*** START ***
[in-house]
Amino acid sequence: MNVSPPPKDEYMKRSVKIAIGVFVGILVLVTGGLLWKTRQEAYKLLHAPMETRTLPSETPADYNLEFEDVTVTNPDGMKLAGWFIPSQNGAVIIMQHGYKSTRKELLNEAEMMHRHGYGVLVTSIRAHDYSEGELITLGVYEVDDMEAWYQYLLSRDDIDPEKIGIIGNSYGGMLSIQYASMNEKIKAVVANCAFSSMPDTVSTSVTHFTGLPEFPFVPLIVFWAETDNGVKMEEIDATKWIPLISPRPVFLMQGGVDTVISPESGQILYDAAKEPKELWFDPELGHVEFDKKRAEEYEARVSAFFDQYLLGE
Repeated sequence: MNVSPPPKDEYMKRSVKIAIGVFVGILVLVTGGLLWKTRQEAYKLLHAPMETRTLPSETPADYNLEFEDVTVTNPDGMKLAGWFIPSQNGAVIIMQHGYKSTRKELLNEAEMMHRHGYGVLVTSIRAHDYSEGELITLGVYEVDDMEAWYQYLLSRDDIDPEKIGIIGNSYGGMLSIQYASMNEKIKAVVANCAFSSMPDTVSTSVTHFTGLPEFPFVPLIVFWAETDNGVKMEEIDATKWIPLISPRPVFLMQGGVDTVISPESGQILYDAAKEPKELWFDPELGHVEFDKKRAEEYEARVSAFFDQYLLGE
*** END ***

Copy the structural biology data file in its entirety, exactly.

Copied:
[in-house]
Amino acid sequence: MNVSPPPKDEYMKRSVKIAIGVFVGILVLVTGGLLWKTRQEAYKLLHAPMETRTLPSETPADYNLEFEDVTVTNPDGMKLAGWFIPSQNGAVIIMQHGYKSTRKELLNEAEMMHRHGYGVLVTSIRAHDYSEGELITLGVYEVDDMEAWYQYLLSRDDIDPEKIGIIGNSYGGMLSIQYASMNEKIKAVVANCAFSSMPDTVSTSVTHFTGLPEFPFVPLIVFWAETDNGVKMEEIDATKWIPLISPRPVFLMQGGVDTVISPESGQILYDAAKEPKELWFDPELGHVEFDKKRAEEYEARVSAFFDQYLLGE
Repeated sequence: MNVSPPPKDEYMKRSVKIAIGVFVGILVLVTGGLLWKTRQEAYKLLHAPMETRTLPSETPADYNLEFEDVTVTNPDGMKLAGWFIPSQNGAVIIMQHGYKSTRKELLNEAEMMHRHGYGVLVTSIRAHDYSEGELITLGVYEVDDMEAWYQYLLSRDDIDPEKIGIIGNSYGGMLSIQYASMNEKIKAVVANCAFSSMPDTVSTSVTHFTGLPEFPFVPLIVFWAETDNGVKMEEIDATKWIPLISPRPVFLMQGGVDTVISPESGQILYDAAKEPKELWFDPELGHVEFDKKRAEEYEARVSAFFDQYLLGE